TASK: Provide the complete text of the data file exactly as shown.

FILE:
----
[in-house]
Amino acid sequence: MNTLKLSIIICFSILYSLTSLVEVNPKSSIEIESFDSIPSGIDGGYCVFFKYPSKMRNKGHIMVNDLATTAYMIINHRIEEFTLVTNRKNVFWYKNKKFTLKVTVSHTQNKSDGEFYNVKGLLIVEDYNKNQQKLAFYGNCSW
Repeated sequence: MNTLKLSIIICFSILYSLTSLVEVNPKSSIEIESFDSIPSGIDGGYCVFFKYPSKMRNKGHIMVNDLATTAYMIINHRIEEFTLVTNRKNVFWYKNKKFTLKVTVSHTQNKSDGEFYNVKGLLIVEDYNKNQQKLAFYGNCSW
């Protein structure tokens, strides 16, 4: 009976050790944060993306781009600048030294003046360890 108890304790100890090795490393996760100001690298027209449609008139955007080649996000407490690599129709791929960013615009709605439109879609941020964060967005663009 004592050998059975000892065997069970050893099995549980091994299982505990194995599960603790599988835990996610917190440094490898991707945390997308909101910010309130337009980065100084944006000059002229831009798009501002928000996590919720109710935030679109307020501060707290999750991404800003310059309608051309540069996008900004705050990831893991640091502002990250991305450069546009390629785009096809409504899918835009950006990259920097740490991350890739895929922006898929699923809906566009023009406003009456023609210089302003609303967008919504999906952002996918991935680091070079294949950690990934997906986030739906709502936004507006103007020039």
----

[in-house]
Amino acid sequence: MNTLKLSIIICFSILYSLTSLVEVNPKSSIEIESFDSIPSGIDGGYCVFFKYPSKMRNKGHIMVNDLATTAYMIINHRIEEFTLVTNRKNVFWYKNKKFTLKVTVSHTQNKSDGEFYNVKGLLIVEDYNKNQQKLAFYGNCSW
Repeated sequence: MNTLKLSIIICFSILYSLTSLVEVNPKSSIEIESFDSIPSGIDGGYCVFFKYPSKMRNKGHIMVNDLATTAYMIINHRIEEFTLVTNRKNVFWYKNKKFTLKVTVSHTQNKSDGEFYNVKGLLIVEDYNKNQQKLAFYGNCSW
């Protein structure tokens, strides 16, 4: 009976050790944060993306781009600048030294003046360890 108890304790100890090795490393996760100001690298027209449609008139955007080649996000407490690599129709791929960013615009709605439109879609941020964060967005663009 004592050998059975000892065997069970050893099995549980091994299982505990194995599960603790599988835990996610917190440094490898991707945390997308909101910010309130337009980065100084944006000059002229831009798009501002928000996590919720109710935030679109307020501060707290999750991404800003310059309608051309540069996008900004705050990831893991640091502002990250991305450069546009390629785009096809409504899918835009950006990259920097740490991350890739895929922006898929699923809906566009023009406003009456023609210089302003609303967008919504999906952002996918991935680091070079294949950690990934997906986030739906709502936004507006103007020039």